Loc: SOCAL
Any chem majors here? Are there chemicals that can be used to treat the water which would cause the radioactive ions/particles to precipitate out of solution?

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#241035 - 02/13/12 03:05 PM Re: water filters that remove radioactive particles [Re: Russ]
unimogbert Offline
Old Hand

Registered: 08/10/06
Posts: 839
Loc: Colorado
Originally Posted By: Russ
Any chem majors here? Are there chemicals that can be used to treat the water which would cause the radioactive ions/particles to precipitate out of solution?


I'm not a chem major but I am trained in radiological controls.

Part of the problem with radioactivity spills from bombs or reactor breaches is that there are a wide range of radioactive fission products released. Some of which decay on their own in a short time because they have short half-lives, some of which are so long-lived that they essentially "never" go away. Some short-lived elements decay to longer-lived radioactive elements too. It's a big messy mix.

This means that a chemistry based approach isn't likely to be complete.
For example, if you treat for iodine to remove it, what about Strontium? What about Co90? Will the chemistry to precipitate Iodine work on Strontium or Cobalt?(or the other dozen possible materials)?

I'm sure a chemist could concoct something to remove all the radioactive elements if you told him beforehand what they are or will be. But without this knowlege, a chemistry-based approach seems to me to be unlikely to work.

BTW- I DO have a couple of radiacs. One is a chargeable (very short term use) personal dosimeter exactly like what I used in the Navy when entering a known radioactive area (such as the shutdown reactor compartment). The other is a Civil Defense area radioactivity detector. It self-tests ok but without a radioactive test source to try it on I don't know if it works. What we had aboard ship were several additional calibrated, expensive, instruments. We also had several specially trained people who had a lot more training in the art.
Doing this at home on your own is not terribly practical.

So I personally try my best to not be present when accidents or detonations happen :-)



Edited by unimogbert (02/13/12 03:11 PM)

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#241040 - 02/13/12 03:16 PM Re: water filters that remove radioactive particles [Re: Russ]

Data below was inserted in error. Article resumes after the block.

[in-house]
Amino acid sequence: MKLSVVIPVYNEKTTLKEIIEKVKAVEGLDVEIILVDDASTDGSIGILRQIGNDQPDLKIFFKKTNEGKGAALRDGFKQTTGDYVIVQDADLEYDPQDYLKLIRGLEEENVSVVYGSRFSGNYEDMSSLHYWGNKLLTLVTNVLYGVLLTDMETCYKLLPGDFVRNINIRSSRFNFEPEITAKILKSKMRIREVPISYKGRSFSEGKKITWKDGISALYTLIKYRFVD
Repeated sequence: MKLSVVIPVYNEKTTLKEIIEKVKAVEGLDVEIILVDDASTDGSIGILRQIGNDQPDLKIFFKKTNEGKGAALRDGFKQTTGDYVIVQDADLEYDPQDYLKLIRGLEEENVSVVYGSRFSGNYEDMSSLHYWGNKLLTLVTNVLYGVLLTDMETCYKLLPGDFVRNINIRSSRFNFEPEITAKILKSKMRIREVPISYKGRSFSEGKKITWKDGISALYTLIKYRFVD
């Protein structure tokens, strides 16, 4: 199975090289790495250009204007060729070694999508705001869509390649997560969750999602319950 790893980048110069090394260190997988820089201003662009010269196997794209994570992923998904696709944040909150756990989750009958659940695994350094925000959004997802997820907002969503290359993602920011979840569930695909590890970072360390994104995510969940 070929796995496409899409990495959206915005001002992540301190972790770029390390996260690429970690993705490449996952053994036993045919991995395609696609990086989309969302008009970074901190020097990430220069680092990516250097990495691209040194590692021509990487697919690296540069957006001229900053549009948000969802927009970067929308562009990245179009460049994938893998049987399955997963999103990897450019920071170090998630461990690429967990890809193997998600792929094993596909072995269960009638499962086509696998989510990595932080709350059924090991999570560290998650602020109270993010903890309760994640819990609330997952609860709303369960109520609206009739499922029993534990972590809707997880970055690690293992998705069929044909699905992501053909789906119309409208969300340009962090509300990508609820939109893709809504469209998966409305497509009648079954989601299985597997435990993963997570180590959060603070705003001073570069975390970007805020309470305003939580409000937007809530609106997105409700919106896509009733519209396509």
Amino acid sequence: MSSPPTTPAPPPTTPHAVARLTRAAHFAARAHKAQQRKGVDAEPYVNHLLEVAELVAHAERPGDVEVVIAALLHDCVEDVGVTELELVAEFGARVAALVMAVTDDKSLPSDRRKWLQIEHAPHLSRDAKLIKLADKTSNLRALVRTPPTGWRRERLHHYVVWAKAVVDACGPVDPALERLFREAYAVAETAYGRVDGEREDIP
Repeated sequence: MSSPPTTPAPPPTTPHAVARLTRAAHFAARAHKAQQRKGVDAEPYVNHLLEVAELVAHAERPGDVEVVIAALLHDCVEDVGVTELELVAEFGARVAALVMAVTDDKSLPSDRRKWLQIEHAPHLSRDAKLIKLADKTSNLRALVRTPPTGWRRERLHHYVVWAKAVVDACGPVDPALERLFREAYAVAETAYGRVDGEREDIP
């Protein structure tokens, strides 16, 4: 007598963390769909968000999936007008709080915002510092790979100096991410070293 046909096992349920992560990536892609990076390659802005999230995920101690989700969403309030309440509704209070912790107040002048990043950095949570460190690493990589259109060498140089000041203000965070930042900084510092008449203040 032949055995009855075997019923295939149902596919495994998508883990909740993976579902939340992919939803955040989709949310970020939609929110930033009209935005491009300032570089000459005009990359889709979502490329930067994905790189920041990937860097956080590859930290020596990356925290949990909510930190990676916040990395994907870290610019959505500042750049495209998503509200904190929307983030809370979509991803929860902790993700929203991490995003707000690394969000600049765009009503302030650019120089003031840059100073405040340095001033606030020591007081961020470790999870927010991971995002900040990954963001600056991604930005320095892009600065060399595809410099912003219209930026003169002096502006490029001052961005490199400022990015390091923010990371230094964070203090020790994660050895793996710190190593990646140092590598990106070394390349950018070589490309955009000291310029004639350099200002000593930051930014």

bws48 Offline
Old Hand

Registered: 08/18/07
Posts: 797
Loc: Anne Arundel County, Maryland
Originally Posted By: Russ
Any chem majors here? Are there chemicals that can be used to treat the water which would cause the radioactive ions/particles to precipitate out of solution?


As I understand it, the radioactivity of a particle is independent of the chemical property: that is, the same chemical reactions work in the same way on radioactive particles as they do on their non-radioactive counterparts.

Thus, to precipitate particles out of water, you need a chemical reaction that is probably unique to that chemical element or molecule. Since a large variety of elemental particles/molecules can become radioactive, I am going to guess that it is unlikely that their is a single, or even a small number of chemical reactions that would precipitate out every possible radioactive element.

This exhausts my physics and chemistry.

Blast---can you give us some input from someone who actually knows what he is talking about? smile
_________________________
"Better is the enemy of good enough."

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#241042 - 02/13/12 04:22 PM Re: water filters that remove radioactive particles [Re: GradyT34]
Arney Offline
Pooh-Bah

Registered: 09/15/05
Posts: 2485
Loc: California
Originally Posted By: GradyT34
Are there any water filters (that are being sold at this time) that are dedicated specifically to removing radiation from water -- to the end that radioactive water could be made safe enough to drink?

This is just from a translated webpage, but apparently the Japanese Society of Radiation Safety Management did some experiments after the earthquake with readily available household products to see if they could filter out the radioactive particles from water. They used the common pitcher-style water filters many of us have sitting on our kitchen counters, and found that they removed a very high percentage of the particles.

I read this here.

Certain radioactive isotopes will actually dissolve in the water (I believe radioactive iodine falls in this category) and which requires other methods to remove from water, such as ion exchange.